If you feel like there’s never enough time for art you’re not alone. Many of your students probably feel the same way! Some students would draw or paint the day away if they could, which is why providing art projects as an option for after school programs is such a popular idea.
Whether students are participating in an informal art club, spending supervised time on the school yard, or participating in a more structured Child Development Program, odds are they’ll delight in the afterschool art projects outlined below. These projects require minimal supplies and can be created indoors or out, at a table or on the ground. Give them a go and be sure to show us your students’ end results.
Take It Step by Step
Learn-to-draw books are a fun and easy way to get kids engaged in creating. Simply supply the book, paper, and colored pencils, crayons, or markers and leave the rest to your students. Origami books are another favorite.
A rainy day is the perfect time to try out a resist project. Supply students with squeezable glue (clear or white), which they’ll use to design rain drops, puddles, and more. When the glue is dry, watercolors are the perfect medium for clouds, grey skies, and grounds. If glue (or time) is in short order, crayons can also be used to create a waxy resist which will repel the watercolors.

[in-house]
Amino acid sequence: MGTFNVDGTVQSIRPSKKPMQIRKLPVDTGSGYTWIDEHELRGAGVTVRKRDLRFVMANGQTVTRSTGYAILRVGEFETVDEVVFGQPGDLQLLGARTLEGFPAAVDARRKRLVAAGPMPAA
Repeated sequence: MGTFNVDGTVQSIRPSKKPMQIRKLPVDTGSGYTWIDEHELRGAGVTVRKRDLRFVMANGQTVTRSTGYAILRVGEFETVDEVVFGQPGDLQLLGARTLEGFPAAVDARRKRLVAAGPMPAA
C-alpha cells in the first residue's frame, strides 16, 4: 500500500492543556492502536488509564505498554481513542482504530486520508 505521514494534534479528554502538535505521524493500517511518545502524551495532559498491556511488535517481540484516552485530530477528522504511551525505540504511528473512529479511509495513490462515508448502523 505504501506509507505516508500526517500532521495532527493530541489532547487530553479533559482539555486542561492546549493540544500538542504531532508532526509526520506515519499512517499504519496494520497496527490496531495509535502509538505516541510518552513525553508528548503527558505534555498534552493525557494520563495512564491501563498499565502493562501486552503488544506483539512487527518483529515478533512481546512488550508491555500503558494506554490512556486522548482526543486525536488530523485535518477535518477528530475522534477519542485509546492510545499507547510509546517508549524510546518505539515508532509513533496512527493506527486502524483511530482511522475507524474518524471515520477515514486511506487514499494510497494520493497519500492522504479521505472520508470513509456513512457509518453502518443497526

Get to the Point
Introduce pointillism and challenge the children to create their own scene using acrylic paint and Q-tips.
Weave It Alone
Kids can create colorful paper weavings using nothing but construction paper. First, have students choose a sheet of paper and, using child-safe scissors, cut the paper into horizontal strips about 2.5” wide. Then students can choose a complimentary color and fringe cut it so that each strip is still attached to the top of the page, with an inch or so to spare. Finally, the magic begins, with students “weaving” a loose strip into the attached strips, alternating each loose strip to start over or the next attached strip.
With a set of Sharpie markers, wax paper, and painter’s tape, students can create their very own stained glass artwork. First, tape the wax paper down to any flat surface. Next, have students section off their papers into various shapes. Then, encourage them to color each section with a different-colored Sharpie marker. Finally, tape their work to a classroom window to see the sun shine through.
Providing art projects as an option for after school programs isn’t just fun; the benefits of art are nearly endless. From enabling self-expression to building confidence, creativity, and even motor skills, art is good for everyone.